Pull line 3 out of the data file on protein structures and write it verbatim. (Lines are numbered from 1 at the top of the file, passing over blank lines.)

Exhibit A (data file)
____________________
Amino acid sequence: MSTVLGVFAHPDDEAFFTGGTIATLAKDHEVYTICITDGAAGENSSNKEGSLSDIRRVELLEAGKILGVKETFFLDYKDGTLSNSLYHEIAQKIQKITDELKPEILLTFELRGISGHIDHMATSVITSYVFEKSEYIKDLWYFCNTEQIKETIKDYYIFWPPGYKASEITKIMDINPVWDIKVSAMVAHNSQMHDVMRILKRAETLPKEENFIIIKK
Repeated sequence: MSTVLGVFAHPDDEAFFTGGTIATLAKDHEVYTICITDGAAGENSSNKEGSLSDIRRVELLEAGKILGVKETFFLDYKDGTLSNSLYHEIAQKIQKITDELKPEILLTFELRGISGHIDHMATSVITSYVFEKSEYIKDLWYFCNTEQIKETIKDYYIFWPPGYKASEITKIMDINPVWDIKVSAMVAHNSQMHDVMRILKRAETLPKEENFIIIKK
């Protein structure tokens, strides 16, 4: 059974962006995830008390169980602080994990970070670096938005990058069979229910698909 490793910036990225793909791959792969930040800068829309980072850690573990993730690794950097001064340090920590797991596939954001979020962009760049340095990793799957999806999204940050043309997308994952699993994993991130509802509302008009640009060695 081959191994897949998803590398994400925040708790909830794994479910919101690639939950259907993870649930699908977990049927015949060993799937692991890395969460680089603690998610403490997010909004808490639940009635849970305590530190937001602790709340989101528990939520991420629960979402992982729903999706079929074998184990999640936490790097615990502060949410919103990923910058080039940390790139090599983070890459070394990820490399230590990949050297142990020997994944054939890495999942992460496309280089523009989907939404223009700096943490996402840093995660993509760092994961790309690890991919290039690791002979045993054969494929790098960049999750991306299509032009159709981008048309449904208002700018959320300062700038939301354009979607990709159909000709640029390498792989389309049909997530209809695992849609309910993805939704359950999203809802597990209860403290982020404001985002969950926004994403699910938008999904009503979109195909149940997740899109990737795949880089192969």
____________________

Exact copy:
């Protein structure tokens, strides 16, 4: 059974962006995830008390169980602080994990970070670096938005990058069979229910698909 490793910036990225793909791959792969930040800068829309980072850690573990993730690794950097001064340090920590797991596939954001979020962009760049340095990793799957999806999204940050043309997308994952699993994993991130509802509302008009640009060695 081959191994897949998803590398994400925040708790909830794994479910919101690639939950259907993870649930699908977990049927015949060993799937692991890395969460680089603690998610403490997010909004808490639940009635849970305590530190937001602790709340989101528990939520991420629960979402992982729903999706079929074998184990999640936490790097615990502060949410919103990923910058080039940390790139090599983070890459070394990820490399230590990949050297142990020997994944054939890495999942992460496309280089523009989907939404223009700096943490996402840093995660993509760092994961790309690890991919290039690791002979045993054969494929790098960049999750991306299509032009159709981008048309449904208002700018959320300062700038939301354009979607990709159909000709640029390498792989389309049909997530209809695992849609309910993805939704359950999203809802597990209860403290982020404001985002969950926004994403699910938008999904009503979109195909149940997740899109990737795949880089192969």